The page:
My husband and I have our £20,000 savings in Metro Bank and I’ve read it’s in trouble – is my cash safe?
My husband and I read a couple of weeks ago that Metro Bank were paying 2 per cent on one-year fixed-rate bonds. This is a much better rate than our respective banks could offer.
A few days ago we each opened an account with Metro, putting in £10,000 each.
We now read Metro are in some trouble and wonder if we should withdraw our money. We are pensioners and can ill afford to lose our nest egg.
We were assured that we would be protected under the FSCS rules up to £85,000. Can you advise? – M.H. via email
Photos circulated on social media this weekend of customers withdrawing money from a number of branches of Metro Bank. The bank blamed ‘false rumours’ about its financial health
George Nixon, This is Money, replies: Last weekend Metro Bank was forced to reassure customers about the safety of their money, after ‘false rumours’ about the bank’s financial health circulated online.
That coincided with photos posted on social media of customers queuing in various London branches, including in Harrow, leading some to fear Britain was looking at another bank run.
Founded in 2010, Metro Bank isn’t old enough to remember Northern Rock, but clearly some of its customers saw the parallels.
The bank’s problems go back further than last weekend though. Metro has been mired in controversy over an accounting error since January that saw it underestimate the risk of some of its loans, meaning it needed more capital.
For the last 11 weeks, it has been searching for a £350million cash injection and small business depositors have pulled out £500million since the error was announced.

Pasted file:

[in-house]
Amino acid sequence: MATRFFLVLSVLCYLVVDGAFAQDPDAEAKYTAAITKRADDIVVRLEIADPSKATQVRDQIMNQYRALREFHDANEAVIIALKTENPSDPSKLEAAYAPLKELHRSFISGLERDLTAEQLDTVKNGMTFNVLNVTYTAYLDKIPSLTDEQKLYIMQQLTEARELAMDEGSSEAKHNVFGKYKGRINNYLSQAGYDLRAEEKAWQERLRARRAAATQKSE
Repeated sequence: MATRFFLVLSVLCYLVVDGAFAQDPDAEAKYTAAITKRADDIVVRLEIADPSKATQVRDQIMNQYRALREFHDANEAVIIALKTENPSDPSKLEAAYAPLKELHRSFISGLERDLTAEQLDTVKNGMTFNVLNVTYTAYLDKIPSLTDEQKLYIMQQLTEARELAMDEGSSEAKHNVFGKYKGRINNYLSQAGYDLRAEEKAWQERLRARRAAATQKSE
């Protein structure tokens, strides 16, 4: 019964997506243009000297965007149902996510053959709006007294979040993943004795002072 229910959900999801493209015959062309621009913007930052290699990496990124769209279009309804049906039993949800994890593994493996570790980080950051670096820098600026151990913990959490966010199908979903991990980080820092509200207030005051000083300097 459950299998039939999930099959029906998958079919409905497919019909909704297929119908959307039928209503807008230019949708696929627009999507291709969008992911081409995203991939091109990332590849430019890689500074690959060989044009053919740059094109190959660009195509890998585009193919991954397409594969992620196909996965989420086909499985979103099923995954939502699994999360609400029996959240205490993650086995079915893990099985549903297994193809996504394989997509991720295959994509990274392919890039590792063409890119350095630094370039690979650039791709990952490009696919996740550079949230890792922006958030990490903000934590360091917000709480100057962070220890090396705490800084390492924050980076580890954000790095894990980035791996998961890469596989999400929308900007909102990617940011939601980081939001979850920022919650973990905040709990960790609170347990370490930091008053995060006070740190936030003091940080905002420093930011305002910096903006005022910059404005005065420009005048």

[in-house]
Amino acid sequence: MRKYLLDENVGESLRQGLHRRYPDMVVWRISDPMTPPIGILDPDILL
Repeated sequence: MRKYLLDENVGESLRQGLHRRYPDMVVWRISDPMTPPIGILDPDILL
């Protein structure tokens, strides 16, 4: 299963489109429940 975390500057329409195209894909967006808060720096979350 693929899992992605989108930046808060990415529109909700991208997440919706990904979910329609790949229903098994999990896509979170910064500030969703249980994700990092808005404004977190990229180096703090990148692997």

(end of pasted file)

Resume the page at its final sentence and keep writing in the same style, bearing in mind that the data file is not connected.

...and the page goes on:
Metro put out a statement on Sunday after those circulating the rumours called for customers to pull their deposits out.
It said: ‘We’re aware there were increased queries in some stores about safe deposit boxes following false rumours about Metro Bank on social media and messaging apps. There is no truth to these rumours and we want to reassure our customers that there is no reason to be concerned.
‘We’re a profitable bank, rated No 1 for personal current account service by the Competition and Markets Authority and committed to serving our 1.7million customer accounts.’
So, what about your savings?
Individual savers, like you and your husband, are covered under the Financial Services Compensation Scheme for personal deposits. Savings are protected up to £85,000 per person, per bank, building society or credit union, while £170,000 is protected in joint accounts. Be aware that come brands share licenses and protection, however.
Savers are compensated if an FSCS-protected bank fails, and Metro is covered by the scheme – which means your money is safe.
If you’re really concerned about the health of your savings, then you can close your two fixed-term deposits without loss of interest or any penalty up to 14 days after you’ve opened them.
As you say you opened the accounts ‘a few days ago’, you should still be within that timeframe.
Gatehouse Bank and United Trust Bank both pay a 2 per cent one-year fixed-rate on deposits worth £10,000, though both are only available online. You can check the best rates in This is Money’s independent best buy savings tables.
However, it’s worth pointing out that the reason business depositors have likely pulled their rates is because they may not necessarily be covered by the Financial Services Compensation Scheme.
Businesses are covered if they meet two of three criteria; fewer than 50 staff, less than £6.5million in turnover and a balance sheet of £5million on their balance sheet.
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